Politics isn’t the only manmade cause of the disaster that befell Ayako and his family in Ethiopia. Dozens of interviews on six continents show that the global food crisis also has roots in the failure by governments of developing countries to invest in agriculture, in a three-fold jump in fertilizer prices over two years and in speculators who doubled bets on grain futures and drove prices to records.
While food costs have fallen 25 percent since June, according to the United Nations, some seed and nutrient expenses haven’t declined, threatening next year’s supply. Brazil lowered its projections. The corn crop in the U.S., the planet’s largest exporter, will be 8.1 percent smaller this year, the U.S. Department of Agriculture said Nov. 10. The number of the world’s hungry will grow from about 967 million this year to 1 billion in 2009, predicts Olivier E. De Schutter, a professor of human rights at the University of Louvain in Belgium and an adviser to the UN on the right to food.
One ingredient in this recipe for famine, U.S. food aid, differs from policies of the European Union and Canada, which buy food near where it is to be used. The U.S. program serves domestic interests more than the world’s needy, said Gawain Kripke, a senior policy adviser at Oxfam America, a Boston-based affiliate of the aid group Oxfam International.
2.5 Million Tons
In 2007, the U.S. shipped more than 2.5 million tons of food aid to 61 countries, based on Agriculture Department and USAID data. Of $813 million in commodities purchased for assistance programs, Decatur, Illinois-based ADM supplied 25 percent; Cargill, based in Minnetonka, Minnesota, 13 percent; and Bunge of White Plains, New York, 9 percent, the USDA said. Each company’s sales amounted to less than one-third of 1 percent of its revenue.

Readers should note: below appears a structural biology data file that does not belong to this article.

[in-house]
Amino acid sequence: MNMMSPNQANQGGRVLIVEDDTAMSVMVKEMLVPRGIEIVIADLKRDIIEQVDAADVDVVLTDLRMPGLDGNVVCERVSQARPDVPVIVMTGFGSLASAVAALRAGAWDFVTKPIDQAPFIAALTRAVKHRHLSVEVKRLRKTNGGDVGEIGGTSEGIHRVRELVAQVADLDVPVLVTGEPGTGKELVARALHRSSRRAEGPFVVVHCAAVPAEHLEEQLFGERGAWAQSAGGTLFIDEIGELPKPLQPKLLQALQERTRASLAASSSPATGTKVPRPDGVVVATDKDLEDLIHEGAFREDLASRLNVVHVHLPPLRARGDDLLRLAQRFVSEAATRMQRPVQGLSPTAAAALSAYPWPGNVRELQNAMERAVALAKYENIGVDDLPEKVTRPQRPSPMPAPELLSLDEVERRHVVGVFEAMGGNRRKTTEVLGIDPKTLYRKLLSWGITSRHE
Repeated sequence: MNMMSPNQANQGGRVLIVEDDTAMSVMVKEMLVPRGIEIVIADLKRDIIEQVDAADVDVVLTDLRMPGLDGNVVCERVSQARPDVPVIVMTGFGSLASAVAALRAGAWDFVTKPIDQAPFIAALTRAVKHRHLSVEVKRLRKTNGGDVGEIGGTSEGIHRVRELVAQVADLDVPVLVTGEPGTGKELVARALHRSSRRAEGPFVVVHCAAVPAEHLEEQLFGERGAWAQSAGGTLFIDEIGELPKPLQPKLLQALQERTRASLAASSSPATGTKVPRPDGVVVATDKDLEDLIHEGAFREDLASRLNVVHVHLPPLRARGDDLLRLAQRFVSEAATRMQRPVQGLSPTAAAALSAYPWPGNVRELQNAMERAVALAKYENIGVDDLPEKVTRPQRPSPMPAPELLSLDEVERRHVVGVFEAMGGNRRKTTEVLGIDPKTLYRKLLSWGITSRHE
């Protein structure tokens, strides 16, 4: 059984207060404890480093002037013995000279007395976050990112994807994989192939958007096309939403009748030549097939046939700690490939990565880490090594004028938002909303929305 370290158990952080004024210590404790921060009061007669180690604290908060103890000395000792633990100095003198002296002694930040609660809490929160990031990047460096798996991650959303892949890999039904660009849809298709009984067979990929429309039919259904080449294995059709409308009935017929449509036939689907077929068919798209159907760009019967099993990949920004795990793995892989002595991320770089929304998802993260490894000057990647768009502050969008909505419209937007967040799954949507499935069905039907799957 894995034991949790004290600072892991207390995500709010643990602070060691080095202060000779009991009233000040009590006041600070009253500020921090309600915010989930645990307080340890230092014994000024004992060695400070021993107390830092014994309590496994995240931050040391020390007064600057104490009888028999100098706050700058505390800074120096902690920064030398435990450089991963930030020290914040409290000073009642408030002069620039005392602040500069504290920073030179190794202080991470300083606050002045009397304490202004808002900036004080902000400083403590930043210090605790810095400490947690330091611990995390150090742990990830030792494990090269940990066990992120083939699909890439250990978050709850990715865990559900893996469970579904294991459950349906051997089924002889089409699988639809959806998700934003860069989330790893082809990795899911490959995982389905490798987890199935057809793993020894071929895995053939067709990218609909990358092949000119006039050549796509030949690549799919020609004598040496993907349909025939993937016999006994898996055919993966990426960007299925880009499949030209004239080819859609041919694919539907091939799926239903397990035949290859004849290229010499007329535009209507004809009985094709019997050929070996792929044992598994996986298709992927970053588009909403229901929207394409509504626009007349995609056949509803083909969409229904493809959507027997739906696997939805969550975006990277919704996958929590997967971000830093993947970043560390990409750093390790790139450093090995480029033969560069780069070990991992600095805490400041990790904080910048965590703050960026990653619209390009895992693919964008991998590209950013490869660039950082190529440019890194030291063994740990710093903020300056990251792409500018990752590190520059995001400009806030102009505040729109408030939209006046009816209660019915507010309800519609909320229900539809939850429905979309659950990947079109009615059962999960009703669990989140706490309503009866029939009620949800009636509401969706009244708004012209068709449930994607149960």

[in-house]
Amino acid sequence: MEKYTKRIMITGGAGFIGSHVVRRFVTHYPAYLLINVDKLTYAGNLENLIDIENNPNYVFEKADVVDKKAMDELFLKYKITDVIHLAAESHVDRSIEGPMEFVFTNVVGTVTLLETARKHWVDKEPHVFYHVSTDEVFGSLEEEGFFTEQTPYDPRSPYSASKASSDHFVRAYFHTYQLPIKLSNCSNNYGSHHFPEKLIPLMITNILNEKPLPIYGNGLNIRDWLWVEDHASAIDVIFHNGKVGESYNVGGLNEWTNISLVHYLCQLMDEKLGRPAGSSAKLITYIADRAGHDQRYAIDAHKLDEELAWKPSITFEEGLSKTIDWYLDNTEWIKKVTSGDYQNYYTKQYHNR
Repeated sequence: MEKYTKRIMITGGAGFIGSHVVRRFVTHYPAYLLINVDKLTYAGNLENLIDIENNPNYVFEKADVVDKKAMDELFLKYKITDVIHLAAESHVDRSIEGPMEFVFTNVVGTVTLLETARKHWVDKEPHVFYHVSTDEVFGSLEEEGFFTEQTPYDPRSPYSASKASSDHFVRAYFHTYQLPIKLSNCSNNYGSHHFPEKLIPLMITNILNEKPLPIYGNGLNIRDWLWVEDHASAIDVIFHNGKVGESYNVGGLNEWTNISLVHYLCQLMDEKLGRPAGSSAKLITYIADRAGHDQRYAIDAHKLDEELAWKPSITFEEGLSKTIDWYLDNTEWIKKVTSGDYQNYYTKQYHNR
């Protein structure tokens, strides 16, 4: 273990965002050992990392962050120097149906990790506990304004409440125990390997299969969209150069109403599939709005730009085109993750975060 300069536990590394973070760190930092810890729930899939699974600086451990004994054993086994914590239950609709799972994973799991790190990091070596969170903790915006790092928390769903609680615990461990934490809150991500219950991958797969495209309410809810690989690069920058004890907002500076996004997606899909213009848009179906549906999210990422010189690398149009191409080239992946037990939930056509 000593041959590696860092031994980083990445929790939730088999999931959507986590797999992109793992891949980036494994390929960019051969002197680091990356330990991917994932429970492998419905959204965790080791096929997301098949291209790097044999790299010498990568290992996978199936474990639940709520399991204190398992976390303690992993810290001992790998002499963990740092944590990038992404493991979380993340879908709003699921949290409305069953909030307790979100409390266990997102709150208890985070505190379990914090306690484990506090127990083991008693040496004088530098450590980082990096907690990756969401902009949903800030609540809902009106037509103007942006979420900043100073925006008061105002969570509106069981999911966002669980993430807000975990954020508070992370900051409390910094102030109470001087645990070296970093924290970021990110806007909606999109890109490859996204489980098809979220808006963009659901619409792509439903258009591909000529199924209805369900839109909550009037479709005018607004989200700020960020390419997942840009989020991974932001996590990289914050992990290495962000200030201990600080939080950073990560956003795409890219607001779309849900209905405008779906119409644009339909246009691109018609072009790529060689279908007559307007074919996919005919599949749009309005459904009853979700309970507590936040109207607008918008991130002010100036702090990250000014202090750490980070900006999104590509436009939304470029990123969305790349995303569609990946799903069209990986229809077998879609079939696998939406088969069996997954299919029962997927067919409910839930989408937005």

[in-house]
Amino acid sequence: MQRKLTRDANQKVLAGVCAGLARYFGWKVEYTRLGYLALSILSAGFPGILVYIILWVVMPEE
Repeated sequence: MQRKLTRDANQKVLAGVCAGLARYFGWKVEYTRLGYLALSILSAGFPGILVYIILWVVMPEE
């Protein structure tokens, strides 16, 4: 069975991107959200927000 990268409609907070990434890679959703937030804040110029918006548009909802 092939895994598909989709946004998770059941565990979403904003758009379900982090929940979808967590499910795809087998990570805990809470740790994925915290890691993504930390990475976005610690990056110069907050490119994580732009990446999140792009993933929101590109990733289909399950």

Shipping and logistical costs and administration can consume as much as two-thirds of the budget for Food for Peace, the Government Accountability Office said last year. Delivering aid “from vendor to village” averages four to six months, the GAO said.
On March 11, the UN’s World Food Program sought U.S. peas for Ethiopia. By then, the peas that Ayako needed had been harvested for months. Three of his adult children had died in late 2007, he said.
Until last year, Ayako, who guesses he’s in his 60s, was better off than many in South Omo, an 8,600-square-mile (22,360- square-kilometer) region of livestock herders, subsistence farmers and coffee growers. He owned hundreds of chickens, 40 goats, 30 sheep and 15 head of cattle, he said. His five fields cover about 3 hectares (7.4 acres) in a country where 87 percent of farms are smaller than 2 hectares.
Dirt turned to dust in his hands as he recalled the days when his three wives prepared meals from his own crops: corn, sorghum and teff, a grain used to make injera, Ethiopia’s basic bread.
After sparse rainfall hurt his harvests, he traded animals for grain. Last year, a 100-kilogram (220-pound) bag of corn cost one cow, he said. This year, it’s a cow and a goat, and there isn’t enough grain available.
Ayako’s grandchildren might have survived if the U.S. purchased food closer to Ethiopia, Georgetown’s Natsios said.
“It would increase the amount of food available, and the time to deliver it would be less,” Natsios said. “We’d be able to get his family more food, more quickly.”